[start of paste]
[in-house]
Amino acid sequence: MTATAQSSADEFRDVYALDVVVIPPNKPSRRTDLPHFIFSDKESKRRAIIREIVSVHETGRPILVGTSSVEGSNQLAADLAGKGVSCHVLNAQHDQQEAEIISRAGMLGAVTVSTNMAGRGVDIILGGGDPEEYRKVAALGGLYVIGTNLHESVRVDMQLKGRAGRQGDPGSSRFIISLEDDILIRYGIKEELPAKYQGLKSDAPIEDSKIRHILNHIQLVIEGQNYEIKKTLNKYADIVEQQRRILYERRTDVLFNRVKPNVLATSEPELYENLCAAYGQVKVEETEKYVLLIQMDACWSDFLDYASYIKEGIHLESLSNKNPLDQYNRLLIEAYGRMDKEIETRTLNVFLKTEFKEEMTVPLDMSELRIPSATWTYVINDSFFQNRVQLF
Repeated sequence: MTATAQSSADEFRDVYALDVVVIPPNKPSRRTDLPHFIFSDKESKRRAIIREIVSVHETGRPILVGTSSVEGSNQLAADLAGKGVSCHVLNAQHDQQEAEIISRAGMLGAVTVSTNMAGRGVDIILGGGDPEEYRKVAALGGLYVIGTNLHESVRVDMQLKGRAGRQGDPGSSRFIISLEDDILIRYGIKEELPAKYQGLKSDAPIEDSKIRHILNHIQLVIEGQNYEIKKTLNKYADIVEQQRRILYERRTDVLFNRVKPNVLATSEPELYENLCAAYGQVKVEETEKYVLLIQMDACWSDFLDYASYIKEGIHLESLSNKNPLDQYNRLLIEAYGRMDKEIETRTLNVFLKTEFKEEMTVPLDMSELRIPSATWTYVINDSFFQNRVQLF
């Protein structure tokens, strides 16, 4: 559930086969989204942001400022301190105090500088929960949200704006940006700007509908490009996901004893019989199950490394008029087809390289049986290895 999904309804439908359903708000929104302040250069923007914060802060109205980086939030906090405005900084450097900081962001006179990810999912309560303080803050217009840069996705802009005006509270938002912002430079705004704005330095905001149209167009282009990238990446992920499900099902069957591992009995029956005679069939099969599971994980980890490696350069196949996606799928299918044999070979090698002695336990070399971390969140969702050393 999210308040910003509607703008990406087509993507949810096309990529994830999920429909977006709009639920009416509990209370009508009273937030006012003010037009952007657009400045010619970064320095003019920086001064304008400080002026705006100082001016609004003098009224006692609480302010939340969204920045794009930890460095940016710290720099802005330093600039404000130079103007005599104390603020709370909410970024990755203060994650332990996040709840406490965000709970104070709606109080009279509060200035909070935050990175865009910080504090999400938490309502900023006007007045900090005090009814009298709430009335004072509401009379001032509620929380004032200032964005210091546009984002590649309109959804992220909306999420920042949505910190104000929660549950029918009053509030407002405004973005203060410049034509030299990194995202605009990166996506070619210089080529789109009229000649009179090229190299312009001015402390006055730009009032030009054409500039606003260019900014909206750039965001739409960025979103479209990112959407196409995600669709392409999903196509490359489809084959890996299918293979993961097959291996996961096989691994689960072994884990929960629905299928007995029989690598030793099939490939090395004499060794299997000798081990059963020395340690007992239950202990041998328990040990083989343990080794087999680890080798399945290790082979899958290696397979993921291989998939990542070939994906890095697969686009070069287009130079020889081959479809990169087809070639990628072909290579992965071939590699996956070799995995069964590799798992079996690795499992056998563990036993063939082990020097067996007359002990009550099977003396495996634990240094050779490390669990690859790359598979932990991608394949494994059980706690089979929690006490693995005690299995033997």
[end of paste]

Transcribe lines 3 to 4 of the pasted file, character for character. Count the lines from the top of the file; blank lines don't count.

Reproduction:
Repeated sequence: MTATAQSSADEFRDVYALDVVVIPPNKPSRRTDLPHFIFSDKESKRRAIIREIVSVHETGRPILVGTSSVEGSNQLAADLAGKGVSCHVLNAQHDQQEAEIISRAGMLGAVTVSTNMAGRGVDIILGGGDPEEYRKVAALGGLYVIGTNLHESVRVDMQLKGRAGRQGDPGSSRFIISLEDDILIRYGIKEELPAKYQGLKSDAPIEDSKIRHILNHIQLVIEGQNYEIKKTLNKYADIVEQQRRILYERRTDVLFNRVKPNVLATSEPELYENLCAAYGQVKVEETEKYVLLIQMDACWSDFLDYASYIKEGIHLESLSNKNPLDQYNRLLIEAYGRMDKEIETRTLNVFLKTEFKEEMTVPLDMSELRIPSATWTYVINDSFFQNRVQLF
């Protein structure tokens, strides 16, 4: 559930086969989204942001400022301190105090500088929960949200704006940006700007509908490009996901004893019989199950490394008029087809390289049986290895 999904309804439908359903708000929104302040250069923007914060802060109205980086939030906090405005900084450097900081962001006179990810999912309560303080803050217009840069996705802009005006509270938002912002430079705004704005330095905001149209167009282009990238990446992920499900099902069957591992009995029956005679069939099969599971994980980890490696350069196949996606799928299918044999070979090698002695336990070399971390969140969702050393 999210308040910003509607703008990406087509993507949810096309990529994830999920429909977006709009639920009416509990209370009508009273937030006012003010037009952007657009400045010619970064320095003019920086001064304008400080002026705006100082001016609004003098009224006692609480302010939340969204920045794009930890460095940016710290720099802005330093600039404000130079103007005599104390603020709370909410970024990755203060994650332990996040709840406490965000709970104070709606109080009279509060200035909070935050990175865009910080504090999400938490309502900023006007007045900090005090009814009298709430009335004072509401009379001032509620929380004032200032964005210091546009984002590649309109959804992220909306999420920042949505910190104000929660549950029918009053509030407002405004973005203060410049034509030299990194995202605009990166996506070619210089080529789109009229000649009179090229190299312009001015402390006055730009009032030009054409500039606003260019900014909206750039965001739409960025979103479209990112959407196409995600669709392409999903196509490359489809084959890996299918293979993961097959291996996961096989691994689960072994884990929960629905299928007995029989690598030793099939490939090395004499060794299997000798081990059963020395340690007992239950202990041998328990040990083989343990080794087999680890080798399945290790082979899958290696397979993921291989998939990542070939994906890095697969686009070069287009130079020889081959479809990169087809070639990628072909290579992965071939590699996956070799995995069964590799798992079996690795499992056998563990036993063939082990020097067996007359002990009550099977003396495996634990240094050779490390669990690859790359598979932990991608394949494994059980706690089979929690006490693995005690299995033997």